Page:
Probably when you mount your flash the camera defaults to 1/60, most do. Yes, in manual you obviously can set the shutter speed, just make sure it's the maximum sync speed or less if you are using a flash of any kind. Usually in a studio shutter speed is pretty much irrelevant anyway unless you are using continuous lighting or relying on ambient so go ahead and use anything you want- 1/60 is a good choice.<p>

    You didn't ask, but I have to comment on the fact that you are using the on camera flash to trigger your Novatron. This is usually a problem because the flash pre-flashes for metering purposes. These flashes occur before the actual exposure and will trigger your Novatron before the shutter opens leaving you with only the on camera flash at exposure time. You say you aren't having any problems so maybe your camera disables the pre flashes in manual mode.
     
  4. Just thought I'd add a couple of tidbits of info. If you are using a Canon shoe mount flash on your camera it will override your shutter speed if you have set it above the sync speed of your camera. Other brands of flash compatible with Canon EOS cameras will probably have this feature also. This is a nice fool-proof feature.

    If you set your 550EX to manual mode (rather than E-TTL) it will not fire a preflash.

    If you use studio flash with your camera via the pc connector, it's a good idea to get a voltage regulator to reduce the voltage to 6 volts which is the trigger voltage for Canon Speedlites. These devices are available from Wein or you can order custom pc cords with this feature from Paramount cords. High sync voltages can damage the sync contacts in your camera over time. You can check the trigger voltage of your Novatron unit with a volt meter or check the specs for it.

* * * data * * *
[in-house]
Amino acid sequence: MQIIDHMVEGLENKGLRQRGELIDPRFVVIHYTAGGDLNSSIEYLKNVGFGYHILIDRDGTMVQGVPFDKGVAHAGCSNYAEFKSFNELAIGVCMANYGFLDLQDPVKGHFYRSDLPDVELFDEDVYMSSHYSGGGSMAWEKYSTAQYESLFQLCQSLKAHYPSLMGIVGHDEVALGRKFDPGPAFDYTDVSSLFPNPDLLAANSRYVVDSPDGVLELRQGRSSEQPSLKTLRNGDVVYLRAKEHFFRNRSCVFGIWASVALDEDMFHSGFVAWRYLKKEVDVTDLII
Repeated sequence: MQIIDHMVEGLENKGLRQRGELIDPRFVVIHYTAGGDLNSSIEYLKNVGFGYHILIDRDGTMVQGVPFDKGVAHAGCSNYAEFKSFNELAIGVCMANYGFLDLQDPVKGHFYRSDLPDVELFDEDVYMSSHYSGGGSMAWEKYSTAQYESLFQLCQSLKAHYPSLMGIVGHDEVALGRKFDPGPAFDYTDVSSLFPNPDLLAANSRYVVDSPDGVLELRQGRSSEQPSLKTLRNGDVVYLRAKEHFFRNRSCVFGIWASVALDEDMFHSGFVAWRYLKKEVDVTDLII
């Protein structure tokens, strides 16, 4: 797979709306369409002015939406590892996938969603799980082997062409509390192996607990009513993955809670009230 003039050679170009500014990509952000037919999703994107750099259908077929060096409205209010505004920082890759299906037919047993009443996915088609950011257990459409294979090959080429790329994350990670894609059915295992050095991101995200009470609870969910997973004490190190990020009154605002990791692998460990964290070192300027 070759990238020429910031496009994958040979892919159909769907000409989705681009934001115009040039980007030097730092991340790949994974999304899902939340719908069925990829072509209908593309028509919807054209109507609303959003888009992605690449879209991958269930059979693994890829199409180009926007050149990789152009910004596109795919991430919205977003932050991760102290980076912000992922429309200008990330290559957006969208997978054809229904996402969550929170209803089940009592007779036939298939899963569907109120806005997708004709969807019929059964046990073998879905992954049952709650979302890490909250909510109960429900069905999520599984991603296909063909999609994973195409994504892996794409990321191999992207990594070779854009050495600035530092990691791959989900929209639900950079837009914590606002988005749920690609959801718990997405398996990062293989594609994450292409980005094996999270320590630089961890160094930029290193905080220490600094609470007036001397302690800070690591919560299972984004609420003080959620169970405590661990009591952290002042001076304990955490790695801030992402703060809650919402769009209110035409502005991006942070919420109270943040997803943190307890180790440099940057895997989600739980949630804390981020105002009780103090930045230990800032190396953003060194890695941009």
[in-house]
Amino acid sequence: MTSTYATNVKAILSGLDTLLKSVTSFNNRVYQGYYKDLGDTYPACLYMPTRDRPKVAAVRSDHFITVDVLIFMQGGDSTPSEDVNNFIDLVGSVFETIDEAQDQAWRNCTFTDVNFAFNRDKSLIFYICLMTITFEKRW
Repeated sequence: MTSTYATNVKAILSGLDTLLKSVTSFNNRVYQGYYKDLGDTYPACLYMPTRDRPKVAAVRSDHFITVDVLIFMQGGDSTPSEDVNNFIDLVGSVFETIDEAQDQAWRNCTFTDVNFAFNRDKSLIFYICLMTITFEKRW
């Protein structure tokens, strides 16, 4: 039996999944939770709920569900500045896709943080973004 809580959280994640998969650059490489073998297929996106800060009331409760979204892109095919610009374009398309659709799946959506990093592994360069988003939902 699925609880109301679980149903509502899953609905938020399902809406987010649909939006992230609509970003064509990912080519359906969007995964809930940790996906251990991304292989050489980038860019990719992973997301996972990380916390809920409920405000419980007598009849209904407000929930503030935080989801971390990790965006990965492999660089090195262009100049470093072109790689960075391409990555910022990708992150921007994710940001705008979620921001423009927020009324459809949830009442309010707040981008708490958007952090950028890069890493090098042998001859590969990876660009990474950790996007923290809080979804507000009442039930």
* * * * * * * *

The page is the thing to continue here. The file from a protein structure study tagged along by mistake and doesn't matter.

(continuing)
5. Bill is correct about being aware of the sync voltage. Probably the best way around this as well as a polarity problem is to use a slave transmitter. This also gives you complete mobility around the subject without getting tangled in or tripping over cords. See my reply to your later post above.
     
  6. I found out the hard way that the EOS3 syncs with studio flash at lower speeds when my shots came back with a (small) black line at the bottom of each frame.

    So use 1/125 with the Novatron.
     
  7. I anwered this to a later post, so this may be a bit repetitive...

    The EOS-3 manual which says 1/200 with on-camera flash and 1/125 with studio flash. My experience with at least 2 brands of studio strobes (3 different Normans and one other--a loaner-don't recall the brand) is that 1/200 works fine. I'm not sure why Canon makes the distinction--makes no logical sense to me. FWIW, I once set 1/250 by mistake and lost very little of the frame. I'm not sure why John Kantor had trouble with his Novatrons.

    Also, (defying logic), sync speed does make a difference in studio photograpy. I do dance photography (see www.matthaber.com for examples), and had been using Olympus OM until 2002. Those sync at 1/60. I would get blurry feet with my dancers; now with my Canon EOS-3 (identical strobes), I get sharp feet. This is in a pretty dark studio, so ambient light was not the issue.

    -matt